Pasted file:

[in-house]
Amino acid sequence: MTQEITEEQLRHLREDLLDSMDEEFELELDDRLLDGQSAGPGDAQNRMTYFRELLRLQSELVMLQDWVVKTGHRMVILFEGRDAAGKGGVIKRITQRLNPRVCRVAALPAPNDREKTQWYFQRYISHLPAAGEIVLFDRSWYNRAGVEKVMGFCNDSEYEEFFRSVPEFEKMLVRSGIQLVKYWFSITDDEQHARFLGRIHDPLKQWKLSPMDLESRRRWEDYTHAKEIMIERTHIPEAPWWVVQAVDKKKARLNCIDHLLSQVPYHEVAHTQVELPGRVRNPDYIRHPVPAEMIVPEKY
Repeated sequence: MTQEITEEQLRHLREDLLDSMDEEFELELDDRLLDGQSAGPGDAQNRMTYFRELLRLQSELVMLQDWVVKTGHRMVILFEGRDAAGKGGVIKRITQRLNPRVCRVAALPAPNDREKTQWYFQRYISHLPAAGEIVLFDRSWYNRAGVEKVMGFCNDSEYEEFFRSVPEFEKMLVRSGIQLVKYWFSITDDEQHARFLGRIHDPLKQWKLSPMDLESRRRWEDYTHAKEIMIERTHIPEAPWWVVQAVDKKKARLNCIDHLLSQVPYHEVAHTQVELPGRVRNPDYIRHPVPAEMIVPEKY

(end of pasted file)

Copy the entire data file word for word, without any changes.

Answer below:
[in-house]
Amino acid sequence: MTQEITEEQLRHLREDLLDSMDEEFELELDDRLLDGQSAGPGDAQNRMTYFRELLRLQSELVMLQDWVVKTGHRMVILFEGRDAAGKGGVIKRITQRLNPRVCRVAALPAPNDREKTQWYFQRYISHLPAAGEIVLFDRSWYNRAGVEKVMGFCNDSEYEEFFRSVPEFEKMLVRSGIQLVKYWFSITDDEQHARFLGRIHDPLKQWKLSPMDLESRRRWEDYTHAKEIMIERTHIPEAPWWVVQAVDKKKARLNCIDHLLSQVPYHEVAHTQVELPGRVRNPDYIRHPVPAEMIVPEKY
Repeated sequence: MTQEITEEQLRHLREDLLDSMDEEFELELDDRLLDGQSAGPGDAQNRMTYFRELLRLQSELVMLQDWVVKTGHRMVILFEGRDAAGKGGVIKRITQRLNPRVCRVAALPAPNDREKTQWYFQRYISHLPAAGEIVLFDRSWYNRAGVEKVMGFCNDSEYEEFFRSVPEFEKMLVRSGIQLVKYWFSITDDEQHARFLGRIHDPLKQWKLSPMDLESRRRWEDYTHAKEIMIERTHIPEAPWWVVQAVDKKKARLNCIDHLLSQVPYHEVAHTQVELPGRVRNPDYIRHPVPAEMIVPEKY